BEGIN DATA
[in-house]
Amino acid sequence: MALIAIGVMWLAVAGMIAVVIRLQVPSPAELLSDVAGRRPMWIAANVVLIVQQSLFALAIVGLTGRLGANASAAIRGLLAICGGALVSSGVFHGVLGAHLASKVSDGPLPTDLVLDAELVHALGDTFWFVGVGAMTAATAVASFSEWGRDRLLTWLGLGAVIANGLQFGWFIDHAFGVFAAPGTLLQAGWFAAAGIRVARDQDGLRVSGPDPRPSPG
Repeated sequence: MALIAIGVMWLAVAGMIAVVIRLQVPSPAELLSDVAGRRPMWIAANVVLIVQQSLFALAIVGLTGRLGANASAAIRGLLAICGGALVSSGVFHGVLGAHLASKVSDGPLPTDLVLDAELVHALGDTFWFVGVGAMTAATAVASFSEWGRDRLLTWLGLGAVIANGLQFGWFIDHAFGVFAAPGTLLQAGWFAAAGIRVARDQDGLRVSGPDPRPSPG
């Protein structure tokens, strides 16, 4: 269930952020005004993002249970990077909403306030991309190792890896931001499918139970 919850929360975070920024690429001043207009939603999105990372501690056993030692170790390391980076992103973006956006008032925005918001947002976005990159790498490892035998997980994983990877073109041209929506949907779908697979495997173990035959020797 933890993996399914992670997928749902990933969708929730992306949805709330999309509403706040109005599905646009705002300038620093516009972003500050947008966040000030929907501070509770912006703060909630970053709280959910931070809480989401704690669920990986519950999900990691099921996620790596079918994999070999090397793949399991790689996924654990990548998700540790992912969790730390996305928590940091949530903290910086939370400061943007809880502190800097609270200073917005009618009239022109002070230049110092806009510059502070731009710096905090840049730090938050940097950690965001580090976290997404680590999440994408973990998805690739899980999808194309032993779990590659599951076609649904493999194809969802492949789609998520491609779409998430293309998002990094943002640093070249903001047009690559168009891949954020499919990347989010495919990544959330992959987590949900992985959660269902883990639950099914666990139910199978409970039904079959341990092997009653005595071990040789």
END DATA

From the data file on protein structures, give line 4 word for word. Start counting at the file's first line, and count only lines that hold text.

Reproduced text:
């Protein structure tokens, strides 16, 4: 269930952020005004993002249970990077909403306030991309190792890896931001499918139970 919850929360975070920024690429001043207009939603999105990372501690056993030692170790390391980076992103973006956006008032925005918001947002976005990159790498490892035998997980994983990877073109041209929506949907779908697979495997173990035959020797 933890993996399914992670997928749902990933969708929730992306949805709330999309509403706040109005599905646009705002300038620093516009972003500050947008966040000030929907501070509770912006703060909630970053709280959910931070809480989401704690669920990986519950999900990691099921996620790596079918994999070999090397793949399991790689996924654990990548998700540790992912969790730390996305928590940091949530903290910086939370400061943007809880502190800097609270200073917005009618009239022109002070230049110092806009510059502070731009710096905090840049730090938050940097950690965001580090976290997404680590999440994408973990998805690739899980999808194309032993779990590659599951076609649904493999194809969802492949789609998520491609779409998430293309998002990094943002640093070249903001047009690559168009891949954020499919990347989010495919990544959330992959987590949900992985959660269902883990639950099914666990139910199978409970039904079959341990092997009653005595071990040789």